British government steps up attacks on state pensions
Danny Richardson and Robert Stevens
29 November 2016
The ruling Conservatives are preparing the ground to scrap safeguards to the British state pension known as the “Triple Lock.”
The Triple Lock was introduced by the 2010 Conservative/Liberal Democrat coalition under then Prime Minister David Cameron. It sees pensions rise in April of each year in line with one of three previously set criteria—a rise in inflation, an increase in average earnings or a set increase of 2.5 percent if the other two are less than this figure. Historically, pensions were linked to inflation rather than earnings, resulting in a steady decline of a state pension that was always set at a meagre amount.
A pro-austerity government was forced to adopt the Triple Lock under conditions of growing concern over pensioner poverty and the reliance of the Tories on an aging voter base. The lock was retained and formed part of the Conservative election manifesto for 2015, which promised to extend the Triple Lock until 2020.
Earlier this month, Parliament’s Work and Pensions Select Committee unanimously concluded that the retention of the Triple Lock, which it noted cost an additional £98 billion in the last tax year, was “unsustainable and unfair on younger families.” They advised the government to scrap the lock and tie any future increases to a single annual rises in average earnings.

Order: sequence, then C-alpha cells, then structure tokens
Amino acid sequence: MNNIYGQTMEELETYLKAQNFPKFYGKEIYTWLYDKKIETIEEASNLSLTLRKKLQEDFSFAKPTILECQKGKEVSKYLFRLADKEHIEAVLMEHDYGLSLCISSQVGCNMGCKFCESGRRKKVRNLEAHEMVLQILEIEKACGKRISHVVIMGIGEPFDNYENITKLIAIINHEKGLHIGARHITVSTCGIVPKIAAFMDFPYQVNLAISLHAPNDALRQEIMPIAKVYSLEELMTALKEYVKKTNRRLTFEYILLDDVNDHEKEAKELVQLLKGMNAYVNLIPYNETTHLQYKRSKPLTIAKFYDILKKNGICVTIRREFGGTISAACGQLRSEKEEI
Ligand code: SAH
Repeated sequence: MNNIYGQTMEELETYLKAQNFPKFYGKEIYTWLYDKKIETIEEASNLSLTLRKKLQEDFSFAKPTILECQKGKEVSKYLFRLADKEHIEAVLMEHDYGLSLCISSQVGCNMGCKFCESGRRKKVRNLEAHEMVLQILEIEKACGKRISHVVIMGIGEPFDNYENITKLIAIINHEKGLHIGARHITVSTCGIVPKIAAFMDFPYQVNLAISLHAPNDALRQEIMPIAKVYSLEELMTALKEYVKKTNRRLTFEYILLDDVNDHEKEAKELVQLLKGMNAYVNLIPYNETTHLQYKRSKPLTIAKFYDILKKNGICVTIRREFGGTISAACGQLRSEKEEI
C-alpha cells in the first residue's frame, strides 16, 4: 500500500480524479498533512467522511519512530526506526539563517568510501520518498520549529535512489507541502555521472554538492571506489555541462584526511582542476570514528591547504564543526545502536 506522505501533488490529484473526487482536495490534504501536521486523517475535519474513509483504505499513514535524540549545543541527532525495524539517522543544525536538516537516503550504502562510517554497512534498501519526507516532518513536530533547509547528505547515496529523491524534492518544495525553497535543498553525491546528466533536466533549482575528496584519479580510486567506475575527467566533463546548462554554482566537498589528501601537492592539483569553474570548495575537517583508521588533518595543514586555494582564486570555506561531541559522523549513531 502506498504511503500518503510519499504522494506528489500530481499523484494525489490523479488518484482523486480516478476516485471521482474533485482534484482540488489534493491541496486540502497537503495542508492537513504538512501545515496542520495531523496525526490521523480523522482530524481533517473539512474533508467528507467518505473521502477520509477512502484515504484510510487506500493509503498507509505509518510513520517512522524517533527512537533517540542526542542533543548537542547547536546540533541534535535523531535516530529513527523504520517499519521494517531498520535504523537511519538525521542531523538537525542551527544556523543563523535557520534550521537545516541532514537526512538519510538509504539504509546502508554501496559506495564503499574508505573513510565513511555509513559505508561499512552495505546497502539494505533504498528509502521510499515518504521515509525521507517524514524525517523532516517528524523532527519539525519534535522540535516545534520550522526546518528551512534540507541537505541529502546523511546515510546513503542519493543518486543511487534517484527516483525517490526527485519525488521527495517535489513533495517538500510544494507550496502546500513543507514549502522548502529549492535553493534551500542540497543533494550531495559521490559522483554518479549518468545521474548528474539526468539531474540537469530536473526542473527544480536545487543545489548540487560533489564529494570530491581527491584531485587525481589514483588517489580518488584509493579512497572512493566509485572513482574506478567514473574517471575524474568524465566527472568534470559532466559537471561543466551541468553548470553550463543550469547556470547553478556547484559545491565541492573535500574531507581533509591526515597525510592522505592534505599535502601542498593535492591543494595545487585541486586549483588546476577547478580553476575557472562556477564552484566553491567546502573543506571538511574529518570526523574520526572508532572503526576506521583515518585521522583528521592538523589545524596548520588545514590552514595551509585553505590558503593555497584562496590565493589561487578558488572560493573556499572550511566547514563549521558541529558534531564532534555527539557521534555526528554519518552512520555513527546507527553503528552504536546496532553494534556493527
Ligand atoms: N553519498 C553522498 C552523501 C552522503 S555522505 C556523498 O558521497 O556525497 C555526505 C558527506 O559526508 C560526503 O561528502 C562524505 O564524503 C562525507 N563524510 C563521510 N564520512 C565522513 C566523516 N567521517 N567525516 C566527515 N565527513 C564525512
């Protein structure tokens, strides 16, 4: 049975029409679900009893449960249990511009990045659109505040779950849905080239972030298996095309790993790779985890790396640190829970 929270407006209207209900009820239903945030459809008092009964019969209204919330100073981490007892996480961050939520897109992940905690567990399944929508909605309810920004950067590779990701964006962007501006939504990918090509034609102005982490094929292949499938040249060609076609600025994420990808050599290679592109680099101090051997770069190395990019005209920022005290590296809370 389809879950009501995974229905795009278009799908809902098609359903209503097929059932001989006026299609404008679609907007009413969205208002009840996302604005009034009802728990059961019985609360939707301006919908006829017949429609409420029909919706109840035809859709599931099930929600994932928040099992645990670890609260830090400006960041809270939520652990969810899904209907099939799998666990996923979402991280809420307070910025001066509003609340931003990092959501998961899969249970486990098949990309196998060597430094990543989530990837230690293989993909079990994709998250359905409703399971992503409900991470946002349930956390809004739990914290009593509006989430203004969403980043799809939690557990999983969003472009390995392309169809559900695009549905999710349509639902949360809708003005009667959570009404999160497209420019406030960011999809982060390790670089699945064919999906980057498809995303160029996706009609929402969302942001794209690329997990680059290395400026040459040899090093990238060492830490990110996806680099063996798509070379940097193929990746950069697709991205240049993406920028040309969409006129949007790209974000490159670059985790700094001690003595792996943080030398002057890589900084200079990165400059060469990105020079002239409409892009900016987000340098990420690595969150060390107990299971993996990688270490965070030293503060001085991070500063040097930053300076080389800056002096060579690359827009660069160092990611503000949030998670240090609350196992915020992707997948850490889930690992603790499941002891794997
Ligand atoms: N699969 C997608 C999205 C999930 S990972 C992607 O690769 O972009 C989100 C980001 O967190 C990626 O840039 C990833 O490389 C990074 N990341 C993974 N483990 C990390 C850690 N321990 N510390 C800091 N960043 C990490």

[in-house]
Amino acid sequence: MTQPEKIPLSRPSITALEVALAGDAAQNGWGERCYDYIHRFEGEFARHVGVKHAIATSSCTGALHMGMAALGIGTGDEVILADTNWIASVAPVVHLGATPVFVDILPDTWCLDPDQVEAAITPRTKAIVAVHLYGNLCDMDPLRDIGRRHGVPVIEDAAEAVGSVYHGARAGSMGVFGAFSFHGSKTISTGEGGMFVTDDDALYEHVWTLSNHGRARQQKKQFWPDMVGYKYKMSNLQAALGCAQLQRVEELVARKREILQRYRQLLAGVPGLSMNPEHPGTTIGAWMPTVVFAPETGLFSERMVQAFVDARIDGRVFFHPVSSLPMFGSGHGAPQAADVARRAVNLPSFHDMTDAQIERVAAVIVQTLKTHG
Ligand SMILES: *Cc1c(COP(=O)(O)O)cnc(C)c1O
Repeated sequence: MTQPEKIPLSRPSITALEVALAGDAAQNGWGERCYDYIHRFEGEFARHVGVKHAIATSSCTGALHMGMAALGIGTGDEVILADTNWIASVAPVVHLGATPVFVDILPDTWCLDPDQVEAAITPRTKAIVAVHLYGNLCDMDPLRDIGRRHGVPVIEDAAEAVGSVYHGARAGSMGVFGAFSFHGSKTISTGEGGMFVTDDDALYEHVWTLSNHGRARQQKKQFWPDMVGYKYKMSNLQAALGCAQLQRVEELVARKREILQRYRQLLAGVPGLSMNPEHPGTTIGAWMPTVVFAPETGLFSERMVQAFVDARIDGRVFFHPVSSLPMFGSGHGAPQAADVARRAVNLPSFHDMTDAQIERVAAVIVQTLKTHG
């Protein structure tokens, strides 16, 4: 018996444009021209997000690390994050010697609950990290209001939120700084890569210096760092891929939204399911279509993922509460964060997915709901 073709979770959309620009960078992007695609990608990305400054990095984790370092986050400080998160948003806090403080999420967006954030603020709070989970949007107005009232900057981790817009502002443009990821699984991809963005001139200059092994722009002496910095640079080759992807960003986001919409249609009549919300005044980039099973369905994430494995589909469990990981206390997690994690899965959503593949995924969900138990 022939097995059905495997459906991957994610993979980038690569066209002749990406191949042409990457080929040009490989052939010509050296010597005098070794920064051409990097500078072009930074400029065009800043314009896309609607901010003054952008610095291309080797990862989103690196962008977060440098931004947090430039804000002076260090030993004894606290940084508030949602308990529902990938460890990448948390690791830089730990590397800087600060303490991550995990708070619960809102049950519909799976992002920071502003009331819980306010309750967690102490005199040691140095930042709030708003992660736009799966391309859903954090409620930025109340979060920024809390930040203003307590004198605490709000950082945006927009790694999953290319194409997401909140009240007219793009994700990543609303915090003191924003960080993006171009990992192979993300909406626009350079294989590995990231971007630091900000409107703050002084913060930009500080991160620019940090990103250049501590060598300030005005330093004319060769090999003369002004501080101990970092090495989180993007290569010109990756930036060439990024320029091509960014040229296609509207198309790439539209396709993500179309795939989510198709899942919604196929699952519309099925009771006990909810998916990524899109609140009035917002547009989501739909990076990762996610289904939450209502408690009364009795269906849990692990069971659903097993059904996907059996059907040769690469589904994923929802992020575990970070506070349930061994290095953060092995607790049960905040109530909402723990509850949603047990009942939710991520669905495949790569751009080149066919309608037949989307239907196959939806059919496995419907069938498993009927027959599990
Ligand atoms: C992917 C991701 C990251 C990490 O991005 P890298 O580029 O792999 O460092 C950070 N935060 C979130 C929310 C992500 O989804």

The committee is chaired by right-wing Labour Party MP Frank Field. Labour has a further three members on the committee, the Conservatives six and the Scottish National Party one.
The attacks on pensioners are being cynically advanced as necessary in order to develop policies in support of “working families.” Field said the younger generation could not continue to support pensioners who have “fared relatively well in recent years.”
“They’ve accepted that unfairness so that we could largely eliminate pensioner poverty,” he asserted. “Fairness now means that the pendulum swings back in favour of working families, so they do not continue to have cuts—real cuts—in living standards, while we further advance the interests of pensioners.”
Baroness Lady Altmann, the Conservative peer and former pensions secretary, who worked with all three main political parties in the past on pensions issues, including the implementation of the Triple Lock, resigned within days of Theresa May taking over as prime minister from Cameron. In what was described by the media as “a secret memo”, she called for the Triple Lock to be scrapped. The memo stated that the pension guarantee had fulfilled its purpose and with the government moving to enforce Brexit, following June’s referendum vote to leave the EU, it would “not be affordable if the economy hits trouble.”